Brunswick Review The Resilience Issue

Latino Campaign

Former Speaker of the New York City Council Melissa Mark-Viverito tells Brunswick’s Gabrielle Ouaknine about her work to create a new generation of Latino politicians.

Will Alexandria Ocasio-Cortez inspire Latino candidates across America? That’s a burning question ahead of the 2020 US elections. Since upsetting a long-term incumbent to win a seat in Congress in 2018, the 29-year-old New York City progressive—popularly known as AOC—has become one of America’s most visible politicians.

 

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Melissa Mark-Viverito shown speaking at New York’s City Hall in 2017.

Determined to make the most of her triumph is Latino Victory, a national organization that identifies potential Latino candidates, encourages them to seek office and supports their candidacies. The interim president of Latino Victory is Melissa Mark-Viverito, a Puerto Rico native who made history in 2014 when she was the first Latina elected to serve as Speaker of the New York City Council.

Ms. Mark-Viverito, who left the New York City Council after reaching her term limit, visited Brunswick’s New York offices recently to talk about her efforts in New York and across the nation to increase diversity among elected officials.

What is the “21 in ‘21 Initiative?”
Before I left the New York City Council, I founded that initiative with two of my female colleagues in the council. Our goal is to raise awareness of the drop in women in the city council. We have a city that is led by men. We have a city council where we’ve seen the number of women drop to 11 women out of 51 members. When I came into the council, it was 18 out of 51. You can’t make policies and pass budgets in a fair and equitable way if you’re missing the point of view and perspective of a large percentage of the population.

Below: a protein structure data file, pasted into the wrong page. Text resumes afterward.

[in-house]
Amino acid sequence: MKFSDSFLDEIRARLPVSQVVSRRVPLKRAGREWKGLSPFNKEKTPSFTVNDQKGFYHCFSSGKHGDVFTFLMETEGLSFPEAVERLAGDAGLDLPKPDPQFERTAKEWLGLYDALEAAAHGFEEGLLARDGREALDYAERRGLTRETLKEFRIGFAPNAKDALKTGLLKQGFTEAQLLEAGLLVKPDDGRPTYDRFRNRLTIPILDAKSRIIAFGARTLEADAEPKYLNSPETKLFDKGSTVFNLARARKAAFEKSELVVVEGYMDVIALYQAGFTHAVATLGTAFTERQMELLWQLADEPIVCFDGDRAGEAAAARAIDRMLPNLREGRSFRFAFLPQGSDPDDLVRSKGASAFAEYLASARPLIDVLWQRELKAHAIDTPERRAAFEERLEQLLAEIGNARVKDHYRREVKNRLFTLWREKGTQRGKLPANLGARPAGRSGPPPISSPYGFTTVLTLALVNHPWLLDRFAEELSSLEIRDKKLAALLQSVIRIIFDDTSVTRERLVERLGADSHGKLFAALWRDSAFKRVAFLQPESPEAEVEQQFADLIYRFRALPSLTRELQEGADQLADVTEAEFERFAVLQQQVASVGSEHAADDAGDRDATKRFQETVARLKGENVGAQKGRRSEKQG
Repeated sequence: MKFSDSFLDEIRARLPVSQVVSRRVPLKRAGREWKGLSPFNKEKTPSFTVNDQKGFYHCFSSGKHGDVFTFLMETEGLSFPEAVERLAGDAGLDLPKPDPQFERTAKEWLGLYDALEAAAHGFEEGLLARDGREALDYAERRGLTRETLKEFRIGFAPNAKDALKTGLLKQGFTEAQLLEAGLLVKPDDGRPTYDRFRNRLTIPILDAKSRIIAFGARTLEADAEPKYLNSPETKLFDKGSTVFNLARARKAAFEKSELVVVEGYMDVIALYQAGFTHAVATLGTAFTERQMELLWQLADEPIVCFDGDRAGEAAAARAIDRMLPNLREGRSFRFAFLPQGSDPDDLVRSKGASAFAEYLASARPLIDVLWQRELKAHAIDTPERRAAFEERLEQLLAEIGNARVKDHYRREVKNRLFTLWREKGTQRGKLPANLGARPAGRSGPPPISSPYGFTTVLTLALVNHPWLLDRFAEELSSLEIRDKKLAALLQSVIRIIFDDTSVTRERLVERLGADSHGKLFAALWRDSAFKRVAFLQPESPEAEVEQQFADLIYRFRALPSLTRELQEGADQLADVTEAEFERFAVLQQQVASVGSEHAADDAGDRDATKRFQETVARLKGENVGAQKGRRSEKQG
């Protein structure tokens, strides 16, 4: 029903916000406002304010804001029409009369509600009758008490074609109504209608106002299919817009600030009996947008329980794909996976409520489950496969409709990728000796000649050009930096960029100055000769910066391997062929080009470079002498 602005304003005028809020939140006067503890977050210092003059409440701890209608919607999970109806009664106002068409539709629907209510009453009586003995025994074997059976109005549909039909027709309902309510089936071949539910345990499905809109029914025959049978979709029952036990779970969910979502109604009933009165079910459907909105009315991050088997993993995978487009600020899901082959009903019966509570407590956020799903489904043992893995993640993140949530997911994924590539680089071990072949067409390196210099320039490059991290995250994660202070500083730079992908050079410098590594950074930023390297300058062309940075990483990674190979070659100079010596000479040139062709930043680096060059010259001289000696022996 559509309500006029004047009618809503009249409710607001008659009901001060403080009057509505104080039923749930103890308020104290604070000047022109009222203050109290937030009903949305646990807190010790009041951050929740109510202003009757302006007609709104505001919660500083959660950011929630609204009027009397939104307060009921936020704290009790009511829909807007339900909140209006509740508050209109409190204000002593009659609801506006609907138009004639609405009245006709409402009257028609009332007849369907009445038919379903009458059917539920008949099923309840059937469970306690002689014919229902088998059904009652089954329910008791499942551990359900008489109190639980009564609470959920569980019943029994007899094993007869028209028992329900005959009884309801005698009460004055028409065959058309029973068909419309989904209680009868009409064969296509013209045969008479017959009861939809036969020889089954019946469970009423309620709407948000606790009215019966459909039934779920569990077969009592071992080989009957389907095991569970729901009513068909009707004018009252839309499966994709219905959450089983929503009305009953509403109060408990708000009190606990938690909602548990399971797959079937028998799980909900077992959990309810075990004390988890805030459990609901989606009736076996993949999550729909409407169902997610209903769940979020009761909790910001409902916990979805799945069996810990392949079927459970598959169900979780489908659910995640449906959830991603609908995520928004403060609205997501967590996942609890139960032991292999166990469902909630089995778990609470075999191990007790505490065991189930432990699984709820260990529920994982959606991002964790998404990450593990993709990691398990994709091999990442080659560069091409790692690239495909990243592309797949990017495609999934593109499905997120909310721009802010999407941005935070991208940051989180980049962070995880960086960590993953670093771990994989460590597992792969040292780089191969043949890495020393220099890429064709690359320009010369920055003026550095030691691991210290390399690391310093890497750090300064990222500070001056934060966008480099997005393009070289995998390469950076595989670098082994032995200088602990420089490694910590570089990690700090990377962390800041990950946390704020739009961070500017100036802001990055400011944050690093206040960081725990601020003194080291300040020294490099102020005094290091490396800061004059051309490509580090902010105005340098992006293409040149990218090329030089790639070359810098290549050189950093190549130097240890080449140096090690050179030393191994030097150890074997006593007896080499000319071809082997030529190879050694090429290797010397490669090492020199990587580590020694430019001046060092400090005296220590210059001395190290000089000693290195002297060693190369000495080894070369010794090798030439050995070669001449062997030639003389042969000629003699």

To get that number to 21 in 2021, we created this initiative, which is basically a networking opportunity, to encourage women to “step up to the plate” and run for public office. We create networking sessions where they can get training on what it is to run a campaign, as well as help them to understand New York City’s campaign finance law, which can be complicated—and make sure that they’re prepared with the proper training.

Like Alexandria Ocasio-Cortez, for example?
It’s a similar concept, but she was recruited. A lot of times people say that women have to be asked to run for office. I want us to get to a point where that’s not the case, where any woman can just step up and say, “This is a possibility. I want to make sure government is being responsive to the needs that I have as a woman and that my community has.”

As interim president of Latino Victory, what are your hopes?
The goal of Latino Victory is to build Latino political power. And the concept that government needs to be reflective of those it serves. We must see ourselves reflected in government. The idea is that we need to encourage and create a pipeline to encourage Latinos to run and to help raise money and support for those candidacies to be viable.

In Texas right now there’s a push to have a Latino Democrat run to challenge the Republican Senator Cornyn. Texas is tough. But our idea is that in a state with such a large Latino population, there should be a qualified Latino candidate. Latino Victory did this whole digital recruitment for Congressman Joaquin Castro to run for senator against Cornyn. It’s called “Run, Joaquin, Run.” We did something similar with New Mexico, where the senator there, Tom Udall, has just announced he’s not going to run in 2020, creating an open spot. Even though New Mexico is the state with the largest percentage of Latinos, they haven’t had a Latino elected statewide there in over 40 years so Latino Victory did a recruitment campaign for Congressman Ben Ray Luján to run for Senate.